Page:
Culture of respect 'woven into' force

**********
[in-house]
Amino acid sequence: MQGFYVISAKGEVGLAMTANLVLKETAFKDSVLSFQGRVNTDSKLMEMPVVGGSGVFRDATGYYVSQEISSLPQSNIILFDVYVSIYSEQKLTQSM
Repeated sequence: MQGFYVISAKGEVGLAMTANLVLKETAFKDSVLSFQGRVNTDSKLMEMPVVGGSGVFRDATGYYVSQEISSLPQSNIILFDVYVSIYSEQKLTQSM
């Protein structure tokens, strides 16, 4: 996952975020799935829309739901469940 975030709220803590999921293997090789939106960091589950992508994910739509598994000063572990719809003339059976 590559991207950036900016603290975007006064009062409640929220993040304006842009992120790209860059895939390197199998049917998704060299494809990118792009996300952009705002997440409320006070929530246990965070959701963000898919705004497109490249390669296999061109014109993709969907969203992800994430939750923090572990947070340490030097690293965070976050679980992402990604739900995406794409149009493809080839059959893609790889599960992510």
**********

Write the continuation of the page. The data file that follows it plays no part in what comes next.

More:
RCMP Commissioner Bob Paulson said the force had "moved beyond" internal issues of harassment and bullying through "concrete actions." (The Canadian Press)The letter to Blaney and the September progress report both paint a rosy picture of the RCMP's overall efforts to rid the force of oppressive behaviour and discrimination, based on 36 steps outlined in a 2013 plan. In 2014, the RCMP received 120 complaints of workplace harassment, the second-lowest number since 2005 — progress due in part to use of informal conflict resolution, Paulson's letter says. Of these, 30 were deemed to be founded, representing just 0.1 per cent of RCMP employees, he writes. In addition, of all the harassment complaints made between February 2005 and October 2014, three per cent were related to alleged sexual wrongdoing, Paulson adds. "The numbers are low and decreasing with time." The report cites several positive developments including: — A mandatory online "respectful workplace" course that focuses on building the skills and understanding needed to prevent inappropriate behaviour; — Establishment of local employee advisory committees to provide an unfiltered forum for discussion between senior management and staff on topics such as staffing, labour relations, diversity and improving communication; — Women making up almost one-third of the RCMP's senior executive committee. In a foreword to the report, Paulson notes that a 2014 public service survey showed 80 per cent of RCMP employees believed the force was respectful, up from 76 per cent in 2011, while 78 per cent felt the police force respected individual differences, an increase from 67 per cent three years earlier. "These results suggest that our focus should now shift towards a broader suite of tools and responsibilities to promote organizational health and inclusiveness," he writes. For instance, the report says in a section called 2016 and Beyond, the RCMP recently launched a mental-health strategy and will soon be audited for compliance with the Official Languages Act. "We must continue to promote and maintain a diverse, inclusive and respectful workplace culture that promotes employee well-being."
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